Fig. 12.

Hot processing maps under different strains: (a) 0.3, (b) 0.5, (c) 0.7.

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The macroscopic morphology of the cast-rolled AZ31 magnesium alloy in the instability zone and the partially compressed sample in the machinable zone within the experimental range is shown in Fig. 13. It can be seen that the samples deformed in the instability zone are seriously cracked, while the samples deformed in the machinable zone are well-surfaced and have no obvious cracks. Therefore, the processing diagram can be used to evaluate the processing performance of TRCed AZ31 magnesium alloy in the whole processing range.

Fig. 13.

Macro morphology of the instability zone and the processable zone under strain of 0.7: (a) 473K/0.01s−1, (b) 623K/0.01s−1, (c) 573K/1s−1, (d) 573K/0.01s−1.

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3.4Microstructural evolution

Fig. 14 shows the microstructure under four different processing conditions. Fig. 14(a) demonstrates many slip bands and twins and few twin-recrystallized grains in the microstructure under the deformation condition of 473K/0.01s−1. This phenomenon is mainly due to the fact that the deformation temperatures in this region are low and the critical shear stresses of non-basal slips are much larger than that of base slip at low temperatures. Therefore, non-base slips are difficult to start and the base slip is easy to occur at low temperatures. The base slip can only supply the strain perpendicular to C axis, while the pyramidal slip and twinning can provide the strains of C axis to coordinate deformation. It can be seen from Fig. 14(a) that closely arranged slip bands and few dynamic recrystallization grains can be found in the twin intersecting regions and twin boundaries.

Fig. 14.

The microstructure under different processing conditions: (a) 473K/0.01s−1, (b) 623K/0.01s−1, (c) 573K/1s−1, (d) 573K/0.01s−1.

(1.53MB).

Fig. 15 shows the dynamic recrystallization distribution maps under corresponding processing conditions. Different colors represent the different states of grains, “blue” represents the grains that have undergone completely dynamic recrystallization, “yellow” represents the sub-grain states, and “red” represents the deformed grains. Where, grain boundary with an orientation angle of 2°–15° is defined as the low-angle grain boundary (LAGB), which is represented by a solid green line as shown in the figure. Grain boundary with orientation angle greater than 15° is defined as the high-angle grain boundary (HAGB), which is represented by a solid black line as shown in Fig. 15. As anticipated, dynamic recrystallization hardly occurs and most of the grains have existed as sub-structure under the condition of 473K/0.01s−1, as shown in Fig. 15(a). The deformation resistance increases with the decrease of temperature, leading to poor plastic deformation ability, and further the workpiece cracking and instability, which can be verified by Fig. 13(a).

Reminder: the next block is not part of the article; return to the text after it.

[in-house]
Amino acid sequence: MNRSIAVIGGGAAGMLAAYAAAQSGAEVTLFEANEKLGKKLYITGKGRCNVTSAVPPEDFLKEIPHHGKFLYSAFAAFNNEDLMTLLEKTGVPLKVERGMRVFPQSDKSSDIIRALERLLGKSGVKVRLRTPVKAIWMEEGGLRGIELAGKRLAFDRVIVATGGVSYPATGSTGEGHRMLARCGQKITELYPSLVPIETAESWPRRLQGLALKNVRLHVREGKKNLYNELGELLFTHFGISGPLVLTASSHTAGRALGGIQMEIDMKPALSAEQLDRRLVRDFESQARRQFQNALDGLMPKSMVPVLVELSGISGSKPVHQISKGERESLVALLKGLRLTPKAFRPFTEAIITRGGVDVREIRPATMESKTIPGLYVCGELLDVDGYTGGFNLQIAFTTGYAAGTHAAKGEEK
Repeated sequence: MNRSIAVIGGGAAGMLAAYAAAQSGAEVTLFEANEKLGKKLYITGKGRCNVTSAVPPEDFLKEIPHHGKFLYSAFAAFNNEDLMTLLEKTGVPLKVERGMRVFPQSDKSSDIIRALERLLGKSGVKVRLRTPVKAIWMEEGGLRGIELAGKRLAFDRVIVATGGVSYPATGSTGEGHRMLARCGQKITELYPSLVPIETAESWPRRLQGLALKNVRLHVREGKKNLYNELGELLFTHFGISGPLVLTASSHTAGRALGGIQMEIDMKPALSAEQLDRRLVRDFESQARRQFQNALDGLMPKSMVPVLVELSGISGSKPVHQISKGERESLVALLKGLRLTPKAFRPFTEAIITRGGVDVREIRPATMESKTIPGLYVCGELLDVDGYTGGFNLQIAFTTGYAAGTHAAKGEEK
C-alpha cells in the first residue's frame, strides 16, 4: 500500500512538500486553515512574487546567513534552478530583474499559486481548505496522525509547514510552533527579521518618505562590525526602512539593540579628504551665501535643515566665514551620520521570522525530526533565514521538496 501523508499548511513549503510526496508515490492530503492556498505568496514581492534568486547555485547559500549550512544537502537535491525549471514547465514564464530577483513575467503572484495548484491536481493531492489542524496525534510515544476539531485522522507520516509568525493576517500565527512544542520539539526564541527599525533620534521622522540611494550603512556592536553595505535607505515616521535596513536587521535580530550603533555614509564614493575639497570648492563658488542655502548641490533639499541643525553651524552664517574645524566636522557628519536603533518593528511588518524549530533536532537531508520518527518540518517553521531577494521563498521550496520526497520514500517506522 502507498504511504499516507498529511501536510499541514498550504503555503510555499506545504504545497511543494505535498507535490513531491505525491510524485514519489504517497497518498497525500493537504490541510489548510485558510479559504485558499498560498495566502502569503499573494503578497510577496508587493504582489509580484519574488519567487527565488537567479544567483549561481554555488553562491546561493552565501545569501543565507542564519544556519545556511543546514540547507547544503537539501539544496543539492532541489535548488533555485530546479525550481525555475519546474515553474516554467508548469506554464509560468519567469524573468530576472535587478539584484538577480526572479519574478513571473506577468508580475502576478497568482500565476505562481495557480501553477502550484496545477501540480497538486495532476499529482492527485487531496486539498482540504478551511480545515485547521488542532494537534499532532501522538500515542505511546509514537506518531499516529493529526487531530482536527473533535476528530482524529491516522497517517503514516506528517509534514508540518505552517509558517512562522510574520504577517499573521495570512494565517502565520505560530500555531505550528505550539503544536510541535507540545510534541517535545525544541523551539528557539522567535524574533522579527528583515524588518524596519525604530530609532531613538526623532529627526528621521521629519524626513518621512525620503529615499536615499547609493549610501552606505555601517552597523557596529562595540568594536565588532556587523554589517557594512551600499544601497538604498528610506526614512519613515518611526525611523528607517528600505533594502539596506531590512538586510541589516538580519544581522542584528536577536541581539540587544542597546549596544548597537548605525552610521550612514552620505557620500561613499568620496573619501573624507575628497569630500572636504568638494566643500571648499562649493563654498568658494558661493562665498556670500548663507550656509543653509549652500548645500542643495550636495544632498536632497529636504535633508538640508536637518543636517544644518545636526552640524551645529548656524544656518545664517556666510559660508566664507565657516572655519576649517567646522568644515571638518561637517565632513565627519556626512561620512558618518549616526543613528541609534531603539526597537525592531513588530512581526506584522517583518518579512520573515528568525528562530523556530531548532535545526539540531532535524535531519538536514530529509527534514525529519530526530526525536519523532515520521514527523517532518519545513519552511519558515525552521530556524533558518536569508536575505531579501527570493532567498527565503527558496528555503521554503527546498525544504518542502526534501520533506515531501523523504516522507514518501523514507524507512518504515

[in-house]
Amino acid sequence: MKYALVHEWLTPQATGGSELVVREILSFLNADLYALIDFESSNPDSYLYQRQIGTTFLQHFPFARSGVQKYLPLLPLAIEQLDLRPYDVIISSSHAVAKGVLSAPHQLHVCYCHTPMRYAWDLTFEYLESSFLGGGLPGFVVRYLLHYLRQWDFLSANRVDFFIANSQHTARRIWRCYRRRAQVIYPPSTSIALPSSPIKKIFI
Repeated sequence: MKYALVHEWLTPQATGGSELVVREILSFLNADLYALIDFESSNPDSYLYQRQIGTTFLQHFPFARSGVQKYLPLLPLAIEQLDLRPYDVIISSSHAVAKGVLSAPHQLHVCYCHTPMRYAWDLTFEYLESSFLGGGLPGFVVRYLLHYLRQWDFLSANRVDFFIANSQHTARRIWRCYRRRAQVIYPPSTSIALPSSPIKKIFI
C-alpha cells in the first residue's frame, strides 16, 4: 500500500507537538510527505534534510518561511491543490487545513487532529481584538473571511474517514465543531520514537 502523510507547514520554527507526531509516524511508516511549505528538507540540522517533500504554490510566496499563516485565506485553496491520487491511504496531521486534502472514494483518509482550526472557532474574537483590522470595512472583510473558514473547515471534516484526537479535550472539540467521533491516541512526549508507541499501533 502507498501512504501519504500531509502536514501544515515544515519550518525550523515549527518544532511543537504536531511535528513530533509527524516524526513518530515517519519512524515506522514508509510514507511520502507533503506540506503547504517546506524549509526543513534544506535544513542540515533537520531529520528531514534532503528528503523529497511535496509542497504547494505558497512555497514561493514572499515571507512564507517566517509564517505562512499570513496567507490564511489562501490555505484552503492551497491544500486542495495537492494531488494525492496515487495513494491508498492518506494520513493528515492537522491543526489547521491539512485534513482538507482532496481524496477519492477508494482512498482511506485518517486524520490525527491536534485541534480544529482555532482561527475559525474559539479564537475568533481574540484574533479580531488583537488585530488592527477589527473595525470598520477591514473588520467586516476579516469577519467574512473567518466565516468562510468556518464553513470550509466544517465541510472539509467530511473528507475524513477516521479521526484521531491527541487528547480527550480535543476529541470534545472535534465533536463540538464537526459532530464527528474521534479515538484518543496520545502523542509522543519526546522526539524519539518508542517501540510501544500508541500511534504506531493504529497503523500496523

Fig. 15.

Recrystallization distribution maps of compressed TRCed AZ31 alloys under various conditions: (a) 473K/0.01s−1, (b) 623K/0.01s−1, (c) 573K/1s−1, (d) 573K/0.01s−1.

(1.79MB).

Fig. 14(b) shows the microstructure of deformation in the region with a deformation temperature of 623K and strain rate of 0.01s−1. The power dissipation efficiency decreases from 40% to 9.7% as the strain rate increases, when the strain rate is less than 0.1s−1. However, the power dissipation efficiency increases to 36% as the strain rate increases when the strain rate is large than 0.1s−1, indicating that dynamic recrystallization will occur in this region. The microstructure after deformation is extremely uneven and shows a significant "necklace" structure [32,33], as shown in Fig. 14(b), resulting from the significant difference between recrystallized grains and non-recrystallized grains. As shown in the analysis of the deformation activation energy, the critical shear stress of material non-basal slip is low in the medium temperature region. The critical shear stress of non-basal slips decreases with the increasing of temperature. However, the thermal motion rate of atoms increases with the increase of temperature. Dynamic recrystallization occurs in TRCed AZ31 magnesium alloy when deformation occurs within this temperature range, as shown in Fig. 14(b). “Necklace” shaped dynamic recrystallization grains appeared in the microstructural, indicating that continuous dynamic recrystallization occurred in the magnesium alloy [34]. At the same time, macroscopic cracks also appear in the deformed samples. It also can be seen from the processing map shown in Fig. 13(b) that rheological instability occurs within the range of HR.